Lindenwood University senior Joe Bruno describes himself as persistent. Recently, that persistence paid off when, after a years-long process, he achieved something few others will ever experience—a U.S. patent.
Bruno received notification this summer that his headphone design, which allows for easy removal and replacement of the individual earpieces, was approved for a patent.
“If you buy a pair of headphones and one of the sides goes out, you can’t do anything but replace the headphones,” Bruno said. “With this design, you’ll be able to replace the defective side or customize with different colors or designs.”
In his senior year at John F. Kennedy High School in St. Louis County, Bruno, now an entrepreneurial studies major in the Plaster School of Business & Entrepreneurship, was talking with a friend’s dad, who was frustrated that his headphones had broken and could not be fixed.
“I took that pair, tinkered with them, and said, ‘This is not the way to do it,’” Bruno said. “How can we make it better?”
Bruno came up with his design for headphones with interchangeable earpieces and contacted a lawyer friend, Daniel Burnham, who helped him file for a patent. Over the next several years, Bruno became very familiar with the numerous steps involved and the speed at which the U.S. Patent Office moves. In his freshman year at Lindenwood, he had to make a decision to move forward or to let it go. He decided to move forward, which he said did not surprise anyone that knows him.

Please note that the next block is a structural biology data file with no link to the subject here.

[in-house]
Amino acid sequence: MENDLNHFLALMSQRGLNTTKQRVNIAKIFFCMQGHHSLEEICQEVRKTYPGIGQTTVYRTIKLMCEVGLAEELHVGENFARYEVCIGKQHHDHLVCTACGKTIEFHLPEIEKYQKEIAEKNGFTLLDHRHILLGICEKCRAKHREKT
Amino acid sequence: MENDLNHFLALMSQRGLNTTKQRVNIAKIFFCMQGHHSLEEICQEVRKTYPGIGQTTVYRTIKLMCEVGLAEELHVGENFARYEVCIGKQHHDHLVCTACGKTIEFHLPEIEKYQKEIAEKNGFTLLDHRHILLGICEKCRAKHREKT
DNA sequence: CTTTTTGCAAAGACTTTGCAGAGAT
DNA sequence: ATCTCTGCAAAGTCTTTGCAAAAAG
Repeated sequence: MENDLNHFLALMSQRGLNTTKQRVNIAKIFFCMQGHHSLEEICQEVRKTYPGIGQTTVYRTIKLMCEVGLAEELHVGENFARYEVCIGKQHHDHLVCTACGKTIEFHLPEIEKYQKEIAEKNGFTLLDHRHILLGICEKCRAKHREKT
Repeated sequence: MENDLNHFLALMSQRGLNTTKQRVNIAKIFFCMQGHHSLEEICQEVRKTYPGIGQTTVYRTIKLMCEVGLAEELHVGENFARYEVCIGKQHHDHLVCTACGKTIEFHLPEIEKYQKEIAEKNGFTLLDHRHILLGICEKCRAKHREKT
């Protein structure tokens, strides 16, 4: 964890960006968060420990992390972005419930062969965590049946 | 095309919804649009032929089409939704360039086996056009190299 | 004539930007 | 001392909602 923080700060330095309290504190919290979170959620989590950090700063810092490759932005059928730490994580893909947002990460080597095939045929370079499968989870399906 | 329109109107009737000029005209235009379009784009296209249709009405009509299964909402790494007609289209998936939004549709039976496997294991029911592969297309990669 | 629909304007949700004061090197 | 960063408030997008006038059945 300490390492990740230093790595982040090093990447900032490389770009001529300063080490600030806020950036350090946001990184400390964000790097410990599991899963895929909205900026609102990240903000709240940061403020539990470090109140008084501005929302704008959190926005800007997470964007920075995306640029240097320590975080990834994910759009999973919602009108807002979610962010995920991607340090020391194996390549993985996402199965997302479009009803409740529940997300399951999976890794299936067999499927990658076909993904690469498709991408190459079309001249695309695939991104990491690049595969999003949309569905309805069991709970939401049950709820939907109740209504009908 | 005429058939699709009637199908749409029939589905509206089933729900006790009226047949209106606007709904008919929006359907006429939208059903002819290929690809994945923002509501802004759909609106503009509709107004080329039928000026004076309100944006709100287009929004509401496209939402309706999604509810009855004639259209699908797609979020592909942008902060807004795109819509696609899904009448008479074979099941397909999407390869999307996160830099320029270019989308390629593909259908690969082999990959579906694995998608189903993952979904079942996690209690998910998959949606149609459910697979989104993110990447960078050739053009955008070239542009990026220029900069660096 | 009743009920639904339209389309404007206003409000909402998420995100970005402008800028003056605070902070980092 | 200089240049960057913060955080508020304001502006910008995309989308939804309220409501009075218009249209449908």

“My friends tell me they knew I’d get it,” Bruno said. “I’m a persistent person.”
Bruno received a lot of advice and encouragement from several of his professors as well and mentioned specifically Robert Allen, Steve Coleman, Javeria Farooqi, David Rosenwasser, Chris Edler, Roger Ellis, Maryann Townsend, Benjamin Brink, Paul Wright, and Jeffrey Marsh. This summer, he learned that he received the patent. He said a number of others have helped him in the process, which he also wanted to recognize, including the Ornellas family, the Husch Blackwell law firm, which helped him finalize things, and his family and friends who supported him.
“I felt really proud of the accomplishment,” Bruno said. “It’s been quite an experience.”
Bruno said the next step is to try to sell the patent to a large client, such as a major consumer electronics company. He has already been in touch with the patent acquisition office at Apple and a number of others. Beyond that, he said he has a few other ideas in progress, branching out from consumer electronics. After graduation, he said he would like to work in research and development for a company, but he is keeping his options open.
“It’s pretty amazing,” said, Dr. Michael Shonrock, president of the Lindenwood University system. “Persistence pays off. How many students have you heard of that have received a patent?”